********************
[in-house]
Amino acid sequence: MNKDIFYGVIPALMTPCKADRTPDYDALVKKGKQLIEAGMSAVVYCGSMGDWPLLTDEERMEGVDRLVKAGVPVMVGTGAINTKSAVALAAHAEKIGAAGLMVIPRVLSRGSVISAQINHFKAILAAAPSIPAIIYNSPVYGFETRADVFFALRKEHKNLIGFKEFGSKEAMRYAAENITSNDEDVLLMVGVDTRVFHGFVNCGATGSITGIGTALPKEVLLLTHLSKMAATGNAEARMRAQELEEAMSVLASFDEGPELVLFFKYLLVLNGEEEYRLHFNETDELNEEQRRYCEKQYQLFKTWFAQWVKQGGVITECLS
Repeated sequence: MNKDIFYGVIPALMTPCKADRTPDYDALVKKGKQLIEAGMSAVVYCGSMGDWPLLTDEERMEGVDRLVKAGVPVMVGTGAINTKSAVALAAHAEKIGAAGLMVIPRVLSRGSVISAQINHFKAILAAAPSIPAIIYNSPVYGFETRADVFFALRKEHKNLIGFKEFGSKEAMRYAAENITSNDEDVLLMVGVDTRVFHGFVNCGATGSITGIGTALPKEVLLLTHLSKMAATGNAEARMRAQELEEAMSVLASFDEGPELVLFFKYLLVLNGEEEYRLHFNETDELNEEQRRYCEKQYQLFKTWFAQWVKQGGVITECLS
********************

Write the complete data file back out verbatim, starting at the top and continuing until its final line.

[in-house]
Amino acid sequence: MNKDIFYGVIPALMTPCKADRTPDYDALVKKGKQLIEAGMSAVVYCGSMGDWPLLTDEERMEGVDRLVKAGVPVMVGTGAINTKSAVALAAHAEKIGAAGLMVIPRVLSRGSVISAQINHFKAILAAAPSIPAIIYNSPVYGFETRADVFFALRKEHKNLIGFKEFGSKEAMRYAAENITSNDEDVLLMVGVDTRVFHGFVNCGATGSITGIGTALPKEVLLLTHLSKMAATGNAEARMRAQELEEAMSVLASFDEGPELVLFFKYLLVLNGEEEYRLHFNETDELNEEQRRYCEKQYQLFKTWFAQWVKQGGVITECLS
Repeated sequence: MNKDIFYGVIPALMTPCKADRTPDYDALVKKGKQLIEAGMSAVVYCGSMGDWPLLTDEERMEGVDRLVKAGVPVMVGTGAINTKSAVALAAHAEKIGAAGLMVIPRVLSRGSVISAQINHFKAILAAAPSIPAIIYNSPVYGFETRADVFFALRKEHKNLIGFKEFGSKEAMRYAAENITSNDEDVLLMVGVDTRVFHGFVNCGATGSITGIGTALPKEVLLLTHLSKMAATGNAEARMRAQELEEAMSVLASFDEGPELVLFFKYLLVLNGEEEYRLHFNETDELNEEQRRYCEKQYQLFKTWFAQWVKQGGVITECLS